Even if they did not destroy the original deliberately, time destroys it so that the human eye makes mistakes as it tries to read the deteriorating papyrus or vellum: in this way different copyists copy words differently so that "variant" readings result in most ancient manuscripts. The earliest manuscript therefore is likely to be the closest to the original, and the most accurate reading of the earliest manuscripts is the one attested to by the greatest number of manuscripts.

Unfortunately Caesar's Gallic War is dependent on only ten such manuscripts, and the earliest one is dated 1000 years after Caesar wrote his history, so the late age of the manuscripts leaves plenty of room for the development of myth, and the small number of manuscripts leaves lots of room for erroneous copying. Yet generations of scholars accept Caesar's History of the Gallic War as absolutely reliable.

Nor do they question that we have Plato's Republic as he wrote it in 400 B.C. even though we have only 7 manuscripts and the oldest is a copy made 1200 years later. The same kind of manuscript evidence is accepted as proof positive that our present copies of the "classics" are reliable reproductions of what the authors originally wrote. So we accept the authenticity of Herodotus' History on the basis of eight manuscripts of which the earliest is dated 1300 years after Herodotus died, Aristotle's works with five manuscripts and the earliest 1400 years later, Lucretius' works with two manuscripts and the earliest 1100 years later.


Author When Written Earliest Copy Time Span No. of Copies
Plato 427-347 B.C. 900 A.D. 1,200 yrs. 7
Tacitus 100 A.D. 1,100 A.D. 1,000 yrs. 20
Ceasar 100-44 B.C. 900 A.D. 1,000 yrs 10
Livy 59 B.C.-17A.D. --- --- 20
Pliny 61-113 A.D. 850 A.D. 750 yrs. 7
Thucydides 460-400 B.C. 900 A.D. 1,300 yrs 8
Suetonius 75-160 A.D. 950 A.D. 800 yrs 8
Lucretius Died 55 or 53 A.D. --- 1,100 yrs 2
Euripedes 480-406 B.C. 1,100 A.D. 1,500 yrs 9
Aristotle 384-322 B.C. 1,100 A.D. 1,400 yrs 5
New Testament 48-100 A.D. 125 A.D. 25 yrs 4,000

Manuscript Evidence for the New Testament

What is the manuscript evidence for the authenticity of the history recorded in the New Testament? The oldest piece of manuscript which we have is not 1400 years after the original autograph as with Sophocles or 750 years as with Pliny but - 35 years! A piece of the Gospel of John exists in a Manchester library in England and is dated 125 A.D. - 35 years after John wrote his life of Jesus; in other words, some contemporaries of John would still have been alive when that actual piece of material was being passed from hand to hand!!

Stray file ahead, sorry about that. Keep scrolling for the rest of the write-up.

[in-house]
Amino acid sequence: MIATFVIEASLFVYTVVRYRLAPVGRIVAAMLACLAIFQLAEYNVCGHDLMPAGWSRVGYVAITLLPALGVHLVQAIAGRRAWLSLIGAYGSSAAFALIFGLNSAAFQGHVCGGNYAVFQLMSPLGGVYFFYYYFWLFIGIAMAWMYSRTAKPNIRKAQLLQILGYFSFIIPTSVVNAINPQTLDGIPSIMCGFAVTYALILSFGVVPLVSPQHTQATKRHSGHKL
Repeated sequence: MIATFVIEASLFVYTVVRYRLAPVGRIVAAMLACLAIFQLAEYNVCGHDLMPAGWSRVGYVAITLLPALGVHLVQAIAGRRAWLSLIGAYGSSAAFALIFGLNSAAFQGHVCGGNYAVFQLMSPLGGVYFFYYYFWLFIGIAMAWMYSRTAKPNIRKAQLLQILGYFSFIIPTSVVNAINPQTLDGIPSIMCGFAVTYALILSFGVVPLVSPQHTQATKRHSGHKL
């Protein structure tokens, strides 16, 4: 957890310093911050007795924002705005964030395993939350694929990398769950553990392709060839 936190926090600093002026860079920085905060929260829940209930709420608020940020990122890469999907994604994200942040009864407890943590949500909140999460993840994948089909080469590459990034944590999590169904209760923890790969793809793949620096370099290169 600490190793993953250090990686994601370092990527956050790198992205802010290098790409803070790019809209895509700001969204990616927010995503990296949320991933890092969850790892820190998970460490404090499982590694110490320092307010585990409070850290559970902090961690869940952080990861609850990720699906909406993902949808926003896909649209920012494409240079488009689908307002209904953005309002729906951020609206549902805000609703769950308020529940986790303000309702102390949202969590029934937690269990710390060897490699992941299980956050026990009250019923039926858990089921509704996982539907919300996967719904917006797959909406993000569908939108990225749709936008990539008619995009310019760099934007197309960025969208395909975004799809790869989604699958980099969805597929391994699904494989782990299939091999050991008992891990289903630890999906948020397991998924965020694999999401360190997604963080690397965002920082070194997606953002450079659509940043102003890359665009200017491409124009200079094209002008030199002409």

There was simply no time-lapse long enough to permit the facts of Jesus' life to be forgotten and replaced by mythical exaggerations. Moreover, the text of this piece of John's gospel is corroborated by three great manuscripts containing most of the Bible: the Codices Alexandrinus, Vaticanus, and Sinaiticus dated from 350-450 A.D. - earlier by far than the earliest manuscript of any of the classical authors.

But how many such manuscripts exist between 125 and 1100 A.D.? As we saw before, the more ancient manuscripts you have, the surer you are of detecting any errors made by copyists. Are there eight as with Suetonius or 10 as with Aristophanes or even 20 as with Livy? There are 4,000 Greek manuscripts of the Bible in existence and 8,000 Latin manuscripts dated between 125 and 1100 A.D..

Papyrus fragment of John 18:31-33 in John Rylands Library, Manchester, England (dated about 125 A.D.). See larger view.

No piece of ancient history is so certain and assured as the history recorded in the New Testament; no similar history is attested to by so many manuscripts of such an age. No other history has been subjected to such intense literary, textual, historical, legal, and theological examination and remained so unscathed. Only certain punctuation and spelling variations are debated by serious scholars, and those amount to, at most, a thousandth part of the New Testament history. If the New Testament is no reliable history that we can trust, then no ancient history can be trusted. If we say the New Testament is myth, then history doesn't exist!

Codex Sinaiticus dated 350 A.D. in British Museum, London, England. See larger view.

The fact is - if Caesar and Plato and Tacitus existed, then the record of every detail of Jesus' life in the New Testament is true, and each one of us has to face the fact that there lived on our earth 1900 years ago a man called Jesus who was perfect, had power over sickness and nature, could not be killed, and talked and lived like the Son of God!


Or, return to first page, What Is Reality?

  1. Bennet, Lincoln, The Universe and Dr. Einstein
    (New York, Wm. Sloane Associates, 1957) p.95

  2. Darwin, Charles, The Origin of Species
    (Chicago, Great Books to the Western World, 1952) p.243.

  3. Homer's Odyssey, Book 1.

  4. The Acts of the Buddha: Cando 12 .

  5. The Koran, (Penguin) Introduction.

  6. II Peter 1:16-18.

  7. Acts 26:26.

  8. I Corinthians 15:6.

  9. McDowell, Josh, Evidence That Demands aVerdict, p.66.

  10. Eusebius, Ecclesiastical History.

  11. Foakes-Jackson, History of the Christian Church to 450.

  12. Tacitus, Annals: Book 15:44.

  13. Josephus, Antiquities.

  14. Tertullian, Apology, Chapter 5.